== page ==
New data reveals coronavirus rates in Suffolk climb by more than a third, but infections remain lower than the national average
Suffolk's coronavirus infection rates remain below the nationwide average, new statistics have revealed.
But alarmingly the new figures, released by Public Health England last night, show infections of the virus increasing across the county with rates up in Suffolk by almost 35 per cent.
The data, for the week beginning November 2, show rates rocketing in Babergh by 115 per cent - with 157 confirmed cases of the virus.
The spike focuses in Hadleigh, where rates increased by 200 per cent, after a Magdalen House Care Home saw 45 people infected with the coronavirus, as well as an outbreak in Hadleigh High School.
Earlier this week Stewart Keeble, director of Public Health Suffolk, said the county council was targeting the town to stop the spread and Babergh District Council urged people to 'pull together' to keep infection rates low.
But despite the sudden rise in Hadleigh, Babergh remains just below the national average for infection rates.
You can see what is happening in your neighbourhood on Suffolk News' infection tracker, where the latest statistics reveal all other districts of Suffolk have rates below the England-wide average.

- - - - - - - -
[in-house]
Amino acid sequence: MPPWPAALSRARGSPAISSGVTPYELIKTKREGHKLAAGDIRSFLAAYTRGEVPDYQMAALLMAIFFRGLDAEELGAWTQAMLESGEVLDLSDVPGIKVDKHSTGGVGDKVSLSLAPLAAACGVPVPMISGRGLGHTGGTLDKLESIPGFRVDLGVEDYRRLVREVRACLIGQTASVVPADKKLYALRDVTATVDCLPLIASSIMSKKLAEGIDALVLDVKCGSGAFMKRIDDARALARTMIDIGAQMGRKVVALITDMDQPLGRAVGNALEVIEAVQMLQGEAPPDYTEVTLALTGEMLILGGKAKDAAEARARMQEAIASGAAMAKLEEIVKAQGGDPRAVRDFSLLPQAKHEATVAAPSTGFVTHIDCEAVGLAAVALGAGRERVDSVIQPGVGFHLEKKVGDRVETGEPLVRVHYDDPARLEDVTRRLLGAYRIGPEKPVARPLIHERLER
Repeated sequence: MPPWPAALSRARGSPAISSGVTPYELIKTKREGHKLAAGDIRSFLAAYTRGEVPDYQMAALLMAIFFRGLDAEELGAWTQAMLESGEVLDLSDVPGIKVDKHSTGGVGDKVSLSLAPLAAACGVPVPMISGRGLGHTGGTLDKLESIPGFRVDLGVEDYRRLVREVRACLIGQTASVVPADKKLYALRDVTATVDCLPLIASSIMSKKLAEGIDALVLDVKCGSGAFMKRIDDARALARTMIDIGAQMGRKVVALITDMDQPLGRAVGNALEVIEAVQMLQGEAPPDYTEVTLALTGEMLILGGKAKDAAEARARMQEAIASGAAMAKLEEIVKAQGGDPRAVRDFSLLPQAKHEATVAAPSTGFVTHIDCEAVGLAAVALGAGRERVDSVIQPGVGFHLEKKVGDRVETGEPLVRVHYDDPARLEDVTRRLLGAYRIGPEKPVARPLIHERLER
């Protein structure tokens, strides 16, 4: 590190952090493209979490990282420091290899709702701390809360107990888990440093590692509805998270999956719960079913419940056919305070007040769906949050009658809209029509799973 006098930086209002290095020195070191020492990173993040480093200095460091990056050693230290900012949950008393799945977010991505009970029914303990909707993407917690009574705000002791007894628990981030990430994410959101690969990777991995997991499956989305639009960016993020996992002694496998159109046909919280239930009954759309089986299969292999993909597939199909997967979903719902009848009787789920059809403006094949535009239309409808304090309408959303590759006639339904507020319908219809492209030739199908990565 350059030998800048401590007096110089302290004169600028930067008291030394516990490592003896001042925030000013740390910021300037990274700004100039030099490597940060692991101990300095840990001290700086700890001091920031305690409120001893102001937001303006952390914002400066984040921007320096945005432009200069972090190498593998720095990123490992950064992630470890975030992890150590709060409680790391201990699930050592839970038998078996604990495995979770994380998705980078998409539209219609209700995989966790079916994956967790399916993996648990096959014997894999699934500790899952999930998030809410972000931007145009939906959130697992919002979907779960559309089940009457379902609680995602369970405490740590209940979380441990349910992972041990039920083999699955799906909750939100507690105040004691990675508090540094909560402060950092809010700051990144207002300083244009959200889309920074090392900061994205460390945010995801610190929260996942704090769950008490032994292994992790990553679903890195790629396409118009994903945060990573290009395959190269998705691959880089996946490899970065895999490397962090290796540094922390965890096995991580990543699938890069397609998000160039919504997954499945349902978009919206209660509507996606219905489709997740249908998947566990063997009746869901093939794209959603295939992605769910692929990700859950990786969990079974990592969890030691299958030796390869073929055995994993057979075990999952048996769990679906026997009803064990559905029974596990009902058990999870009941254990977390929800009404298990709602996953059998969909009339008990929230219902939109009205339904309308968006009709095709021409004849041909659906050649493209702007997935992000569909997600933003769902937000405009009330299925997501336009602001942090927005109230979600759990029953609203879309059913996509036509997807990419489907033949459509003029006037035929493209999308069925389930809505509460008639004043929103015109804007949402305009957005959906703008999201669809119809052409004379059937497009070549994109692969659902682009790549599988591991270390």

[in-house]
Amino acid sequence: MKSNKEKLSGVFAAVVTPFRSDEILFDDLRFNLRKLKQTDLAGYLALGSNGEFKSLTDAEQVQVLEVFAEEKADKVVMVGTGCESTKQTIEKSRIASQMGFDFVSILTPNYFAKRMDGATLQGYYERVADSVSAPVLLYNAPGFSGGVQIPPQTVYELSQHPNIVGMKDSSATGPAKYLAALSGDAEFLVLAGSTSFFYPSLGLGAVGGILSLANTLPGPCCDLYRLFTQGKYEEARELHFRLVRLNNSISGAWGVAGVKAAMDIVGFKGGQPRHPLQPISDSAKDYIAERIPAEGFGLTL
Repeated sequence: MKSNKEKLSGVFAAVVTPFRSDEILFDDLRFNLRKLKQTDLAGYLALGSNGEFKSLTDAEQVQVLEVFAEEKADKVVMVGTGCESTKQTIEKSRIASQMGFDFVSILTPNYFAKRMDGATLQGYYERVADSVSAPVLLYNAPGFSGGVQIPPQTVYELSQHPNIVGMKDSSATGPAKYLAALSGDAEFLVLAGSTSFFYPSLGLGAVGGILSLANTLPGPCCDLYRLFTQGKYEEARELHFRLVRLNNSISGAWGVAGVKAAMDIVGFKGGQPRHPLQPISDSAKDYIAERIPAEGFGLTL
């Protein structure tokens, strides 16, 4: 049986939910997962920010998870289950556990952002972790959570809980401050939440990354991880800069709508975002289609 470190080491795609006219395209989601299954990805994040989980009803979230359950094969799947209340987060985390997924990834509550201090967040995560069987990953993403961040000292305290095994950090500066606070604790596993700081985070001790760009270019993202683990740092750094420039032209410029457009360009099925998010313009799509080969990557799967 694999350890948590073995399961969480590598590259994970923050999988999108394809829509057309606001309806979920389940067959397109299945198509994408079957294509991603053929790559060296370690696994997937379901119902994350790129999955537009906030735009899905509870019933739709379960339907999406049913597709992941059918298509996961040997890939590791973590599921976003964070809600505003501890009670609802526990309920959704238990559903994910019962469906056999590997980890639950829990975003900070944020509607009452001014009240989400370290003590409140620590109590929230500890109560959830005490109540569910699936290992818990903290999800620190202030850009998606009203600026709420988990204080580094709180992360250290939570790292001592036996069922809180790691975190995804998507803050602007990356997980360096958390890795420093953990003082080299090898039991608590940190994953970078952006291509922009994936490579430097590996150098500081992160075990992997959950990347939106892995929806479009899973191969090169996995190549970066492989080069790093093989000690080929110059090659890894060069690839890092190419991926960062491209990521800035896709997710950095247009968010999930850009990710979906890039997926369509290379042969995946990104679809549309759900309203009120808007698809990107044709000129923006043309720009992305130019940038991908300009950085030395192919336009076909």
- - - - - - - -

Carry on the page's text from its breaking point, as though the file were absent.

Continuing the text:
In Mid Suffolk the number of new infections has climbed by just over 19 per cent, in Ipswich new cases have increased by a quarter, and in East Suffolk they have gone up by almost 39 per cent.
West Suffolk has remained more-or-less flat week on week. But in neighbouring East Cambridgeshire, which covers some parts of Newmarket, cases have climbed by just over 29 per cent - or 14 - to 62.
Because of the time lag of releasing the data, virus rates could be different by now.
If climbing infection rates continue it could pile pressure on Boris Johnson, the prime minister, to extend the England-wide lockdown.
Professor Susan Michie, a member of the Government's Scientific Advisory Group for Emergencies, has said the next two weeks will be 'absolutely critical' for ensuring the severe measures end as planned on December 2.
"I think the next two weeks is going to be absolutely critical," she told the Today programme on BBC Radio 4.
"'They're going to be a very challenging two weeks, partly because of the weather, partly because, I think, the promise of a vaccine may be making people feel complacent.
"But the vaccine is very unlikely to come in until the end of the year or beginning of next year and that's going to make no difference to the current second wave.
"So I think for the next two weeks, everybody has to really get all their resolve together."